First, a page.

That Peace Monk: Junsei Terasawa

By Metta Spencer (interviewer) | 2001-07-01 12:00:00

He is Junsei Terasawa, a Nichiren Buddhist monk of no fixed address. His sole purpose in life is to save us from a great conflagration, and so he has traveled many journeys and led many peace marches. One afternoon at my apartment in Toronto he revealed the main features of his life story.

He became a monk at the age of 19, after spending one year in university during the late sixties, when students were demonstrating in Tokyo against the Vietnam War, as they would shortly be demonstrating in Europe. The street violence convinced him that there had to be a better way of attaining peace.

Reverend Terasawa (whom I quickly started calling "Junsei" without asking permission) was born in a Japanese village to parents who, like most others, wanted all their children to be successful. But this son of theirs only enjoyed reading Tolstoy, Nietzche, and some Christian texts. Knowing that he would eventually have to make a living, he left home at 17 to begin standing on his own feet. A policeman found him in a park and was persuaded to take him to an uncle instead of back to his parents. The uncle in turn asked a Buddhist monk in Tokyo to take charge of him, for "this boy is eccentric and a little sick."

Thus did Junsei begin to study for the monastic life. Soon he met the man who would be his teacher -*Nichidatasu Fujii, an 85-year-old monk whose presence was so electrifying that at first sight Junsei fell to his knees and wept. When he had a chance, he asked the master, "How should I live the true life? How can I find it?" Upon hearing his teacher's answer, he decided to become his student, though only after two years could he be ordained as such.

He stayed a while with Fujii's monks at a thousand-year-old monastery, working on the construction of a peace pagoda, then obediently returned home to make peace with his parents and even to attend university, just to please them. It was a Christian university, and Junsei sang in the choir and played the organ. Most students of his age were Maoists, but they all were protesting against the Americans' use of Narita airport as a base for their bombing raids against Vietnam. Monks were in the forefront of nonviolent resistance, so Junsei knew that it was time to join his teacher as a monk. He arrived back at the mountain monastery two years after leaving it, and was ordained the same night.

The next six years he spent in Japan - in Hiroshima and Nagasaki. Then his teacher took him and some other young monks to India. The teacher had long ago met Mahatma Gandhi and had lived at his ashram. But the war with Japan was beginning, and Fujii had returned home to try to prevent fighting between Japan and China.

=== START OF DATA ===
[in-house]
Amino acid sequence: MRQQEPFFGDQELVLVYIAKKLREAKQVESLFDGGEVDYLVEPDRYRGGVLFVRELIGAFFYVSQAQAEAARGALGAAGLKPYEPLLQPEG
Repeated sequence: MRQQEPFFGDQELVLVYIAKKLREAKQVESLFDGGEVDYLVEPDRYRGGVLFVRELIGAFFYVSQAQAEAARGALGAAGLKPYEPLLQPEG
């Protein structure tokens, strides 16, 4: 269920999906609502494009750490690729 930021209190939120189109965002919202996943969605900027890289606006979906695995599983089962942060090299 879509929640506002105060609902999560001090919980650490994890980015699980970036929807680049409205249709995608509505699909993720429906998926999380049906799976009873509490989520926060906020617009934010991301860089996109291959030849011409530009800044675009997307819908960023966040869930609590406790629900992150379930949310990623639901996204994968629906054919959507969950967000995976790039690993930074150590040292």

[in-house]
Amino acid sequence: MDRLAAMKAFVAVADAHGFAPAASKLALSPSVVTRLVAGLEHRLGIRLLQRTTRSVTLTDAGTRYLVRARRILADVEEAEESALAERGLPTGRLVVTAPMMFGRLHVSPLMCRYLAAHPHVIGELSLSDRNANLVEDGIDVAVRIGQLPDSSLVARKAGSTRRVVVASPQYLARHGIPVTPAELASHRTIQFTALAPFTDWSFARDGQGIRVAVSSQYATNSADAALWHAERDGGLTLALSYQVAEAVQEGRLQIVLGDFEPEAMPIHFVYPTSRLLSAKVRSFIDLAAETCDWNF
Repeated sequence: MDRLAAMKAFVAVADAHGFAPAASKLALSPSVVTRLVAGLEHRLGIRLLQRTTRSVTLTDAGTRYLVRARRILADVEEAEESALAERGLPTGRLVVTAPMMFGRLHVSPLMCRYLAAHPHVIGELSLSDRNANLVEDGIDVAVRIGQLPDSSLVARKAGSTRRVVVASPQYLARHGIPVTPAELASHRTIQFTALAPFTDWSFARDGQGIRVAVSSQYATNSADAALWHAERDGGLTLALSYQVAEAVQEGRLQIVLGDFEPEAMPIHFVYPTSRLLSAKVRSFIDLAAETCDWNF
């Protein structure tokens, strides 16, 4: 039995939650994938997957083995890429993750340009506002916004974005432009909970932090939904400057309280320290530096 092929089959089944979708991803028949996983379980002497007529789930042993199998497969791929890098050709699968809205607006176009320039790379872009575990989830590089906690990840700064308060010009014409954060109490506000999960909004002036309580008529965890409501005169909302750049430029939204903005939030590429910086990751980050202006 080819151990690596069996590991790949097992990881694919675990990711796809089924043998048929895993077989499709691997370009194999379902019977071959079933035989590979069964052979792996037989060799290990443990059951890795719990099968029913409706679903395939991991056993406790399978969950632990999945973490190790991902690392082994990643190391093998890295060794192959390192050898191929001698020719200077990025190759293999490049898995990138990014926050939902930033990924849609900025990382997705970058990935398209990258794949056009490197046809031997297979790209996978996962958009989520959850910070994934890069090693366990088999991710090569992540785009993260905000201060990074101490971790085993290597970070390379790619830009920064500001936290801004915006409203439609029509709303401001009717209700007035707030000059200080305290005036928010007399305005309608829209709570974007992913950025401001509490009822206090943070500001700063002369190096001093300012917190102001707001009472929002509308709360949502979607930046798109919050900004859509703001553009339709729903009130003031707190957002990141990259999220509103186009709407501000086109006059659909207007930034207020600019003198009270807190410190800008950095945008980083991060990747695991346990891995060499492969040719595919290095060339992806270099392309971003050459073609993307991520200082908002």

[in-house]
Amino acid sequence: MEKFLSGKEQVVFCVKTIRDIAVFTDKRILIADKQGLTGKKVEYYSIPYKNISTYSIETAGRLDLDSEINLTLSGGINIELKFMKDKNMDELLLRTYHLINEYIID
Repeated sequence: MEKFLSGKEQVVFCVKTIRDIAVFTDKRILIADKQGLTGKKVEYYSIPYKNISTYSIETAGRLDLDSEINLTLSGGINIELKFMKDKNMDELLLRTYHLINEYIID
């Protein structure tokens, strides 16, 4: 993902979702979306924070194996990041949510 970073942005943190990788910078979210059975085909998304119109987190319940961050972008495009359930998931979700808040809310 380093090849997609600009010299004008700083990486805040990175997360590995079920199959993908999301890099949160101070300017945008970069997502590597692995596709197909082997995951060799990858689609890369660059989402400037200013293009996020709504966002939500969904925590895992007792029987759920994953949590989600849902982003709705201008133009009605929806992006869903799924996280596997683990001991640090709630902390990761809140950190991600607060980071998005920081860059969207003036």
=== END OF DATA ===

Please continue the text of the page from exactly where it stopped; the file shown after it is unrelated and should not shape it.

In the 1970s, his pupil Junsei Terasawa spent six years in India, preoccupied with the prophecy in the Lotus Sutra that a great fire would destroy the world. He went to the Himalayas alone to meditate and pray. During those three weeks he nearly died because of an ice storm and hunger, but he had a revelation.

The next few years he spent mostly in Bombay, working with the untouchables, many of whom became Buddhist. In 1975 Indira Gandhi exploded India's nuclear weapon, and Terasawa was engaged in the protests against it at the Tata Centre, which was responsible for the nuclear tests. For his protests, he lost his visa and had to leave India for Europe.


He and his teacher arrived in Paris on the day when Saigon fell - the end of the Vietnam War. What should the monks do next? Fujii gave him $100 as a souvenir and sent him to England with his drum. He stayed a week in St. James Park in front of Buckingham Palace, meditating and getting acquainted with curious passersby. He was invited to join some other Buddhists who were squatters in a street by Highgate Cemetery, where Karl Marx is buried. Junsei liked to pray at his grave because he believed the nuclear confrontation originated in a karmic way from Marx's thoughts. There he met an old Communist who gave him the key to a house on the street as his base. Suddenly Fujii came to stay with him. The front page of the London Daily called him "London's Oldest Squatter." He predicted that a peace pagoda would soon appear in England.